- Conference date: 8-12 October 2000
- Location: Knoxville, Tennessee (USA)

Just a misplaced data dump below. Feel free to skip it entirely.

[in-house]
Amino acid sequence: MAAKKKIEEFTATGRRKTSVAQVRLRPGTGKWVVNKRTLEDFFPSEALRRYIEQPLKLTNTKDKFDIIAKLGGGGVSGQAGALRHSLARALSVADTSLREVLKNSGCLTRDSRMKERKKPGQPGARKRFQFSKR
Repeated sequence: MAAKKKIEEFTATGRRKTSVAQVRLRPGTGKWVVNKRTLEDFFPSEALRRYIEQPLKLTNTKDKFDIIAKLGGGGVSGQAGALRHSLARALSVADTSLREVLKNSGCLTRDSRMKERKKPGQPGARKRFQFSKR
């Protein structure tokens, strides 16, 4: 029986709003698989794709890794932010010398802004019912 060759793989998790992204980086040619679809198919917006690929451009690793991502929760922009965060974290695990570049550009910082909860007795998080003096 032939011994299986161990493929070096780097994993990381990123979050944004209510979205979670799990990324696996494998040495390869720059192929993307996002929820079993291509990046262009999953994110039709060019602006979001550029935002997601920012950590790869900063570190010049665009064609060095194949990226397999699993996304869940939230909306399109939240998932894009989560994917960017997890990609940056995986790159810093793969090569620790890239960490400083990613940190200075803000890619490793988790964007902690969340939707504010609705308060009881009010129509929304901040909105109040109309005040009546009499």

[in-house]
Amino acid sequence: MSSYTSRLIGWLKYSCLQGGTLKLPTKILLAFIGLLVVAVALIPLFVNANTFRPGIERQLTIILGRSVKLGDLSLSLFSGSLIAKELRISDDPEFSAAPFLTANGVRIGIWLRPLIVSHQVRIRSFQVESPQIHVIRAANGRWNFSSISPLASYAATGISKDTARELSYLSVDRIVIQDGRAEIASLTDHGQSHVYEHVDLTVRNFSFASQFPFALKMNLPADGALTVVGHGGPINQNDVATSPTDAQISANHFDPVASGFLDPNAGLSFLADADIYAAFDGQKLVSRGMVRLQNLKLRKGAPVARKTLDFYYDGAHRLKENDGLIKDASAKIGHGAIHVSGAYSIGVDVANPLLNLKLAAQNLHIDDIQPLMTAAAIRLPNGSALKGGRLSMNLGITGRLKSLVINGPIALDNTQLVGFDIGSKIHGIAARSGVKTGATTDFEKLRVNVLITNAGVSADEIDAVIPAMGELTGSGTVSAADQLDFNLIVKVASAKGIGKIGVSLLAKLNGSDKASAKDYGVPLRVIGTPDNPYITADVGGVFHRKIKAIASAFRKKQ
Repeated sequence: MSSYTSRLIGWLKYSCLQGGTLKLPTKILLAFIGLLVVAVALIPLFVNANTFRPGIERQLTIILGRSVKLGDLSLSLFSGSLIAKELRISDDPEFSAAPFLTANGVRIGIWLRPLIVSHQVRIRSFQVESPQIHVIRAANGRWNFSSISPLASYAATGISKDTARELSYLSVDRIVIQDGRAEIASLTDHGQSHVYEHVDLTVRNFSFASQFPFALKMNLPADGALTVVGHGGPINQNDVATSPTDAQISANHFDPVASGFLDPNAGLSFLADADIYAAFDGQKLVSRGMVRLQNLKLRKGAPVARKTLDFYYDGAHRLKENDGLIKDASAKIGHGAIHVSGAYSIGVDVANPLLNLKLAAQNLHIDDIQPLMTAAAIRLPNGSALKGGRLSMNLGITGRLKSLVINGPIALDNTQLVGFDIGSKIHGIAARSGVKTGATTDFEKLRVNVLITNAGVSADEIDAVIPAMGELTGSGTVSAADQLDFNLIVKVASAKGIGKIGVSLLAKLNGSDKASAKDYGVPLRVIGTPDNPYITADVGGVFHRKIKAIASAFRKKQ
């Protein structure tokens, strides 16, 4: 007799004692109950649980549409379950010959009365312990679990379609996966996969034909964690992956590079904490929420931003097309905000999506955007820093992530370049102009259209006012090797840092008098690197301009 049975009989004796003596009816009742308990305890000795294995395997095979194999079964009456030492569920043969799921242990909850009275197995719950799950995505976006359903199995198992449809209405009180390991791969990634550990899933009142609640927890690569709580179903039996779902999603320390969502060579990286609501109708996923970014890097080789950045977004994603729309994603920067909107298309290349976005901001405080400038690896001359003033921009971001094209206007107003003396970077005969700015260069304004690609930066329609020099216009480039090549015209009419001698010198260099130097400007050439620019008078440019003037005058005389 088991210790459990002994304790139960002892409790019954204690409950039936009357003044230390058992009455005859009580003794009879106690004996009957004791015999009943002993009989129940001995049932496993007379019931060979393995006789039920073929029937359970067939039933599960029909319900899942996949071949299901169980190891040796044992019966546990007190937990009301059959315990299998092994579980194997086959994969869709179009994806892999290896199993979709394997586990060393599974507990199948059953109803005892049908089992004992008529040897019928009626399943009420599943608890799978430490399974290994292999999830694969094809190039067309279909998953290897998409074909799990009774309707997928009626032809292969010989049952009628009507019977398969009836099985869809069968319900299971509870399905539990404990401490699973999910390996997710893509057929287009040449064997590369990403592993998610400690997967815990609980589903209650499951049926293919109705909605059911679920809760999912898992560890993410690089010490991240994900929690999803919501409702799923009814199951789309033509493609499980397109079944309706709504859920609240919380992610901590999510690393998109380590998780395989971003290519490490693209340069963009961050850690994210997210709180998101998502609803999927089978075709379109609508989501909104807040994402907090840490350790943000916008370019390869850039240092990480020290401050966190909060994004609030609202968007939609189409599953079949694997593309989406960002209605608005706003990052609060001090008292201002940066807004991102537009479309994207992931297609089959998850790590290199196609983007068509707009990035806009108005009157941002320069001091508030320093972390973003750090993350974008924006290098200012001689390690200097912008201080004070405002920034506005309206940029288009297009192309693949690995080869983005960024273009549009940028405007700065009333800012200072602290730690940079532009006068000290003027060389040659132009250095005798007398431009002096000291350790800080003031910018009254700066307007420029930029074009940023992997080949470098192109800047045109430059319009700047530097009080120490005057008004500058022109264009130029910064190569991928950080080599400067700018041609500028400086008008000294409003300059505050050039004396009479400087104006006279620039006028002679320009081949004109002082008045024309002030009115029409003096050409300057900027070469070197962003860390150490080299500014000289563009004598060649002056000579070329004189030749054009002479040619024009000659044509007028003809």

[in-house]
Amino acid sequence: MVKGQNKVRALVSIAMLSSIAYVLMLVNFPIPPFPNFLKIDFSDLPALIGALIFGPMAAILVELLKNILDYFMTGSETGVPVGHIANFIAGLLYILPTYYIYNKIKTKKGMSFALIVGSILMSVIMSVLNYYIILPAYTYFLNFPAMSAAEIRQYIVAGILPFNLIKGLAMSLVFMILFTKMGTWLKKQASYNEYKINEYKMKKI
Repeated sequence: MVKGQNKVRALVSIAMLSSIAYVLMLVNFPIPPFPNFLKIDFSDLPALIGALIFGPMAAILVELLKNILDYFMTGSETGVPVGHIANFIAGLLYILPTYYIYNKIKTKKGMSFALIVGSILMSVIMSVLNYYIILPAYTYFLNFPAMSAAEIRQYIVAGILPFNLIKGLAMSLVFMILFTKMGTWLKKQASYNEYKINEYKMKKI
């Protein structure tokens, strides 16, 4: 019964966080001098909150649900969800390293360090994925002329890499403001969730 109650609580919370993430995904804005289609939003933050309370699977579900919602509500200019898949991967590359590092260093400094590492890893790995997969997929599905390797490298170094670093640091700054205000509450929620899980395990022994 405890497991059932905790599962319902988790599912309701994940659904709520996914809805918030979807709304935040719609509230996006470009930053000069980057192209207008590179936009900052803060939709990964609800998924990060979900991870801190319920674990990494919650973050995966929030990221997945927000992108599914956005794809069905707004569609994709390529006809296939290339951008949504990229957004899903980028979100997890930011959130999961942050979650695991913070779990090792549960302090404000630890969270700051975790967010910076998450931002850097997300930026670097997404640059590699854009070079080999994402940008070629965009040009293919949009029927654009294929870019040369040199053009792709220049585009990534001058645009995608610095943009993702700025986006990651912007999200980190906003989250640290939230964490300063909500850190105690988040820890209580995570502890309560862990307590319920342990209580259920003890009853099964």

There exists an important class of analytical problems that requires both sensitivity and discrimination. This class is exemplified by the increasingly stringent demands of the electronic industry for unambiguous quantitative identification of trace impurities in semiconductor materials at high lateral resolution. Recently, particulate analysis, the isotopic and elemental analysis of micron-sized grains, has also begun to interest the analytical community. The difficulty in these two cases arises from the need to make the measurement before consuming the few atoms of the element of interest while discriminating against the vast excess of bulk atoms. Consider trace analysis of one ppm by weight of zirconium in a SiC spherule of 1 μm in diameter. This grain contains approximately 11,000 Zr atoms. For a terrestrial isotopic composition, half of these atoms are (the major isotope) while only ∼300 atoms are in the important (as we shall see later) isotope. Analysis is, of course, complicated by the need to discriminate bulk species, some of which (such as ) have nominally the same mass as the analyte. Why would such analyses be important? Some primitive meteorites contain presolar dust grains (such as graphite, silicon carbide, nano-diamonds, and corundum) that have survived the formation of the solar system. It is generally believed that these grains condensed in stellar outflows before being incorporated into meteoritic material of our solar system, and that the elemental and isotopic compositions of these grains preserve a nucleosynthetic record of their parent star. Measurements of the elemental composition and isotopic anomalies in these grains provide information both about stellar nucleosynthesis and about the conditions during circumstellar grain formation. The former can be inferred from the isotopic patterns of heavy element trace impurities such as Mo, Zr, and Sr that, although present at levels of only a few thousand atoms, have been measured for the first time using resonant ionization mass spectrometry (RIMS). Currently, isotopic analyses of such grains using the CHARISMA apparatus at Argonne National Laboratory (ANL) are revealing new and important information for the first time about the material that condensed to form our solar system. Grains consistent with formation around thermally pulsing asymptotic giant branch (AGB) stars, such as our sun, make up the majority of grains studied to date. However, more recently several grains have been identified, which are believed to be of supernovae origin. Since each grain represents a unique stellar source, complete elemental and isotopic analysis must be performed on individual grains—no averaging is possible. Only with the power of RIMS are such analyses possible.
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